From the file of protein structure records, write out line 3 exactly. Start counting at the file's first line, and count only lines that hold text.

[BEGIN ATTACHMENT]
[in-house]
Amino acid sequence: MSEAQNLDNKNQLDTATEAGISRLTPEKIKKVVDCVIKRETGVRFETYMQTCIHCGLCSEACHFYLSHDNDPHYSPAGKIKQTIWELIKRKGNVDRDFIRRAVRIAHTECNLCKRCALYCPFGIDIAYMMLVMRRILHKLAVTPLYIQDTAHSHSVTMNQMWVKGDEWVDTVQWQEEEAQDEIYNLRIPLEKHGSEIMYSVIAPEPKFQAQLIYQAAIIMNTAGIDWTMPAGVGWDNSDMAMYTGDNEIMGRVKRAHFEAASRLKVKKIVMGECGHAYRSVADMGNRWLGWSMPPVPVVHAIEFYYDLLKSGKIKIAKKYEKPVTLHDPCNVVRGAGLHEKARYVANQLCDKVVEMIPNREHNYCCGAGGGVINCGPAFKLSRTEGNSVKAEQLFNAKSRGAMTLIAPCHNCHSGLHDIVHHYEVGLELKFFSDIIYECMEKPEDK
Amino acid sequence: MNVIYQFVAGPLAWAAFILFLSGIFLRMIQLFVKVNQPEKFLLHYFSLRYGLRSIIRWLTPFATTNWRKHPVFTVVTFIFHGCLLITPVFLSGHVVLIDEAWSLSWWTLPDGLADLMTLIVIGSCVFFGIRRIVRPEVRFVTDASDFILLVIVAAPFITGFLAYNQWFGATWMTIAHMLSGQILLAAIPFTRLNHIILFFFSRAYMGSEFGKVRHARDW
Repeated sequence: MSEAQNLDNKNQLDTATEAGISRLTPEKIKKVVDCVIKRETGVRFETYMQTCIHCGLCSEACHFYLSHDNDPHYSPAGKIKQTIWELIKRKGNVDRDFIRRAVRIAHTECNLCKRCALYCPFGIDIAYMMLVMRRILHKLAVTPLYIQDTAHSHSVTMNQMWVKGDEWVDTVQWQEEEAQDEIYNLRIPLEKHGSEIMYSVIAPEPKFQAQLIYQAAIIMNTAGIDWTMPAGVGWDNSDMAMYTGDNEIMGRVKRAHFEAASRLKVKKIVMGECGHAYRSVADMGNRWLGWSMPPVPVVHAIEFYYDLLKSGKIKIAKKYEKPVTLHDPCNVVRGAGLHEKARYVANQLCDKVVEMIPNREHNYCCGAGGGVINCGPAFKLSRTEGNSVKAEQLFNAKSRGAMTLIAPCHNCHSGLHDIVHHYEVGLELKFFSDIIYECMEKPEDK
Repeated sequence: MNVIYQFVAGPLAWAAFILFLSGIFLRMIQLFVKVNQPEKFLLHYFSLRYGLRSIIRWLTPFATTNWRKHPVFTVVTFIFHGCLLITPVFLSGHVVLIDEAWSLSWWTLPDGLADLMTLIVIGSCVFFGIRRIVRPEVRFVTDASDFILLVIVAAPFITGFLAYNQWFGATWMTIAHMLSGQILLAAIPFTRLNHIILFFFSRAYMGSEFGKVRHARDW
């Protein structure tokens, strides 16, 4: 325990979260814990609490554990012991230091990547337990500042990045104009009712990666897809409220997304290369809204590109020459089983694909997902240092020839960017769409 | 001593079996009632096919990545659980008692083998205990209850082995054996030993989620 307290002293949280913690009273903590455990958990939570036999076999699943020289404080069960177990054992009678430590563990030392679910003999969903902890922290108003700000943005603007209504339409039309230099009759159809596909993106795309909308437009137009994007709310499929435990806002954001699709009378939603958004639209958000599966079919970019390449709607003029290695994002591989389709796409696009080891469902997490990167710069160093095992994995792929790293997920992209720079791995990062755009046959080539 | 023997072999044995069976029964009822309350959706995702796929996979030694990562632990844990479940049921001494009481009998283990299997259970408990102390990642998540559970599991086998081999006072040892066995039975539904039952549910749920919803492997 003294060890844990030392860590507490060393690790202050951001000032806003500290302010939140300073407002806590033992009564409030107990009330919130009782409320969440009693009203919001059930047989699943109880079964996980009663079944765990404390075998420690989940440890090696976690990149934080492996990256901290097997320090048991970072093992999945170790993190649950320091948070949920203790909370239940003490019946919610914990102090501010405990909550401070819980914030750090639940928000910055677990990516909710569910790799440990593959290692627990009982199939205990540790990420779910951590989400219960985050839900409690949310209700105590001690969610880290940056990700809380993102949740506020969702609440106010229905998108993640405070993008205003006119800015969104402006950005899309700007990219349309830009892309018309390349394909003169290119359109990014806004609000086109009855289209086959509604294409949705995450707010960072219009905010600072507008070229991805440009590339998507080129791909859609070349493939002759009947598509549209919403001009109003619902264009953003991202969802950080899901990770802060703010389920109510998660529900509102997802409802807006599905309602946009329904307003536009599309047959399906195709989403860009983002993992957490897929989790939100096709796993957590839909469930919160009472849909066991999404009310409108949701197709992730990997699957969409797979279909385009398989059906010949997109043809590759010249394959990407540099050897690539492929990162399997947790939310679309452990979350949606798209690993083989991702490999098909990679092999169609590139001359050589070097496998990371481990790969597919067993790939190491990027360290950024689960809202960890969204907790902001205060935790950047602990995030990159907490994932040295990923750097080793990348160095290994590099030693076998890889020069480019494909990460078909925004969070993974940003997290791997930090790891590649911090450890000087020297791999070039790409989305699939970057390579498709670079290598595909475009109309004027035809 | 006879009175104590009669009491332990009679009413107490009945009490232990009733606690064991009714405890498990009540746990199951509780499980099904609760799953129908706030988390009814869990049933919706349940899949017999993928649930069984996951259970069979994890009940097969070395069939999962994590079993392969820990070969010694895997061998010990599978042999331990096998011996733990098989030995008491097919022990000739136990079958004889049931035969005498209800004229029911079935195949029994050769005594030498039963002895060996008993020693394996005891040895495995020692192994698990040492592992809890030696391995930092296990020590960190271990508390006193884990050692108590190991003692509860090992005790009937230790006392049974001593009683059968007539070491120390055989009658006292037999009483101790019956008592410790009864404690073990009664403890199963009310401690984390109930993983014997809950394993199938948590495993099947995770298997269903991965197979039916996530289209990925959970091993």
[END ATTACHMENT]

Amino acid sequence: MNVIYQFVAGPLAWAAFILFLSGIFLRMIQLFVKVNQPEKFLLHYFSLRYGLRSIIRWLTPFATTNWRKHPVFTVVTFIFHGCLLITPVFLSGHVVLIDEAWSLSWWTLPDGLADLMTLIVIGSCVFFGIRRIVRPEVRFVTDASDFILLVIVAAPFITGFLAYNQWFGATWMTIAHMLSGQILLAAIPFTRLNHIILFFFSRAYMGSEFGKVRHARDW